Visit to the National Air and Space Museum
The National Air and Space Museum in Washington, D.C. is a repository of our nation’s aeronautical history and achievements. As one tours the facility, you appreciate the origins of aviation in America as accomplished by the Wright Brothers, as well as the achievements of pioneers in the early days of aviation.
The displays at the Museum also recognize the achievements of aircraft designers and airmen in the First World War and the maturing of aviation in the inter-war years (between the First and Second World Wars). The advent of the Ford Tri- Motor signaled the dawn of practical, commercial air transportation in the United States followed by the Boeing 247 and then the ubiquitous Douglas DC-3 series of aircraft. Aircraft of the Second World War are also featured, together with artifacts, memorabilia, and paintings from that era. The origins of rocket and jet flight are explained in displays at the Museum. Final- ly, we have the Apollo and Gemini space flights, as well as some artifacts dealing with vehicles employed by the Russians in space exploration.
A VISIT TO THE NATIONAL AIR AND SPACE MUSEUM
The Wright Brothers and Early Pioneers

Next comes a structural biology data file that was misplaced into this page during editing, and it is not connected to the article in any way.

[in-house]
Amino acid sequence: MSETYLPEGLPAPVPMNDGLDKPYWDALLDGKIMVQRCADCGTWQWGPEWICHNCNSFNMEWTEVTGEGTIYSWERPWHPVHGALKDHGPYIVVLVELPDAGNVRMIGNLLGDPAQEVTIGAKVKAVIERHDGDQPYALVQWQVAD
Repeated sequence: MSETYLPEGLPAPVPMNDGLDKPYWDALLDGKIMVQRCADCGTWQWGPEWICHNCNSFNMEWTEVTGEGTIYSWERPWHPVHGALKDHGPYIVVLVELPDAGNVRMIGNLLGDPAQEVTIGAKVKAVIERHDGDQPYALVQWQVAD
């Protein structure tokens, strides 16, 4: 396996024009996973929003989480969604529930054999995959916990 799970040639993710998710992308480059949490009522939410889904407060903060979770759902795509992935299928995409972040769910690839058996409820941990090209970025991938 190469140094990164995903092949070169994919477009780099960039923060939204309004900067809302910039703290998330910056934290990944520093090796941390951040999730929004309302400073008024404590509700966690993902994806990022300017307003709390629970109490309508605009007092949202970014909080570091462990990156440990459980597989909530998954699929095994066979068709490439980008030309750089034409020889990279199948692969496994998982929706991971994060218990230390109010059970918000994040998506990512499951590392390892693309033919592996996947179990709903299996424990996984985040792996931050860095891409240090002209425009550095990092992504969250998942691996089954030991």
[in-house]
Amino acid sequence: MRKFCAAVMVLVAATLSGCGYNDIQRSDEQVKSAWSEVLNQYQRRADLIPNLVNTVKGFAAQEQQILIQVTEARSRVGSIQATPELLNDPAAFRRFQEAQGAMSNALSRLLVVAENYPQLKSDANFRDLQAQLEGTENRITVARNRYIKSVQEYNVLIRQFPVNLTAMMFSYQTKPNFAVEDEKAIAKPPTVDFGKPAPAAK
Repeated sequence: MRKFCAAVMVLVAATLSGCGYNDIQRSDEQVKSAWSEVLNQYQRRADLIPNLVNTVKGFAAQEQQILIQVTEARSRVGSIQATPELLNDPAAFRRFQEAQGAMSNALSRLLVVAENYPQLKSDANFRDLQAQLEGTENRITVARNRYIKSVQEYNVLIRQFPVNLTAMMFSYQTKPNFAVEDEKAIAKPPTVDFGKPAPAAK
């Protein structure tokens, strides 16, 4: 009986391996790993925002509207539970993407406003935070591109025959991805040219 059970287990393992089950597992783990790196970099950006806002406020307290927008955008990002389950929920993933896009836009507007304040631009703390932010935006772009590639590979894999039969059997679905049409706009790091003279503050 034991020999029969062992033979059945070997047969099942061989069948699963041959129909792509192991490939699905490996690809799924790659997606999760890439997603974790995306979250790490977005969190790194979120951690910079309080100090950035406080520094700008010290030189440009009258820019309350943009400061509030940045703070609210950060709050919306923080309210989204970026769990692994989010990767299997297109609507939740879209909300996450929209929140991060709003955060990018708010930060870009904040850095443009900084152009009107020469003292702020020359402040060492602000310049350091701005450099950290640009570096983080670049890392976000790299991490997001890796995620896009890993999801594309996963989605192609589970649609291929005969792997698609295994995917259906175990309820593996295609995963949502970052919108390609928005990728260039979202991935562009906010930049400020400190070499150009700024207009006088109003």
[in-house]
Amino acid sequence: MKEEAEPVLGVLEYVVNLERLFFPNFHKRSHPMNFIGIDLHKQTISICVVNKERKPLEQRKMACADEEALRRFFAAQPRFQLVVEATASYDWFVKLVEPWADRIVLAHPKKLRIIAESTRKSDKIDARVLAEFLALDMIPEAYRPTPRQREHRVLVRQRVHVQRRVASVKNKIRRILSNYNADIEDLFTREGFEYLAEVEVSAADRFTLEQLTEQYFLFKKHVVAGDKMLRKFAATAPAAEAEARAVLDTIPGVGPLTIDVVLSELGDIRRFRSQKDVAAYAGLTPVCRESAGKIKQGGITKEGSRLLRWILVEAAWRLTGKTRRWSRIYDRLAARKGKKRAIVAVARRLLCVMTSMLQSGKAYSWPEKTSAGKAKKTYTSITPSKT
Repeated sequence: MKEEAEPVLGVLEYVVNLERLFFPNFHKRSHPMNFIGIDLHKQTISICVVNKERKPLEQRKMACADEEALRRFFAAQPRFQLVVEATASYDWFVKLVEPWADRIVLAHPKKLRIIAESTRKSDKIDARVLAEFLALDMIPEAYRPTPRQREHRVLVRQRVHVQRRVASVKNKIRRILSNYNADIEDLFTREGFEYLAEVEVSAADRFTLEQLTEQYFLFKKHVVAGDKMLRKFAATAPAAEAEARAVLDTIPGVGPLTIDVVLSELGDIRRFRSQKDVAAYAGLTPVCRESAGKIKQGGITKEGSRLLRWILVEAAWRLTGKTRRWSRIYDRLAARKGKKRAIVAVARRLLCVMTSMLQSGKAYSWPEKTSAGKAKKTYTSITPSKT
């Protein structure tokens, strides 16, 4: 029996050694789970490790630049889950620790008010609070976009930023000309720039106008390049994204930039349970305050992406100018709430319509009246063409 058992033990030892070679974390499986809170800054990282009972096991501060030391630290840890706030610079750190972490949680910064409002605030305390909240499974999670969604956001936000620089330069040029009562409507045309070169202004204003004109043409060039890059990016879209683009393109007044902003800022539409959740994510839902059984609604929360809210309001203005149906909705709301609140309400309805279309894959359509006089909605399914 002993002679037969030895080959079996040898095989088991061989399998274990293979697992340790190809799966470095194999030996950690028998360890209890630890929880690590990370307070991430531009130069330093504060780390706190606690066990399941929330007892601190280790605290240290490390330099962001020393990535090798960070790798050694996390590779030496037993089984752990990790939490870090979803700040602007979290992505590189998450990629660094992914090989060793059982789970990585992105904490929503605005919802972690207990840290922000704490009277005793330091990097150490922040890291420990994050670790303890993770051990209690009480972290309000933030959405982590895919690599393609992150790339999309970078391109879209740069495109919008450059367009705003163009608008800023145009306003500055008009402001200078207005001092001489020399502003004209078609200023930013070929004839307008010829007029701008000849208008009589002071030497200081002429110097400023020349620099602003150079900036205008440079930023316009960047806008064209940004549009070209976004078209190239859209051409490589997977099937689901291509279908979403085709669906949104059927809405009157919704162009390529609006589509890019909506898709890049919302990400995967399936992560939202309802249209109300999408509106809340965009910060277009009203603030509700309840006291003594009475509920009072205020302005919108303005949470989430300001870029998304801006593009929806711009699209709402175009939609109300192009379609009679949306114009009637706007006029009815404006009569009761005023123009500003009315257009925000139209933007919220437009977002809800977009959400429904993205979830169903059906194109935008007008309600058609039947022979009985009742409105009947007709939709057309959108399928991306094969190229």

Wilbur and Orville Wright were unlikely candidates as the first men who would solve the problem of powered and controlled flight. Only one of the Wright Brothers graduated high school, and they earned their money from a printing busi- ness and a bicycle shop. Nevertheless, they thoroughly researched aerodynamics as that discipline was understood at the time, and they were able to develop an engine with adequate power to get and get the aircraft aloft. The engine had four hori- zontal in-line cylinders with a four inch bore and a four inch stroke, the cast-iron cylinders fitting into a cast aluminum crank- case. The crankcase extended outward to form a water jacket around the cylinder barrels. The Buckeye Iron and Brassworks cast the aluminum crankcase. The raw aluminum was acquired from the Pittsburgh Reduction Company renamed ALCOA in 1907, the world’s leading producer of aluminum.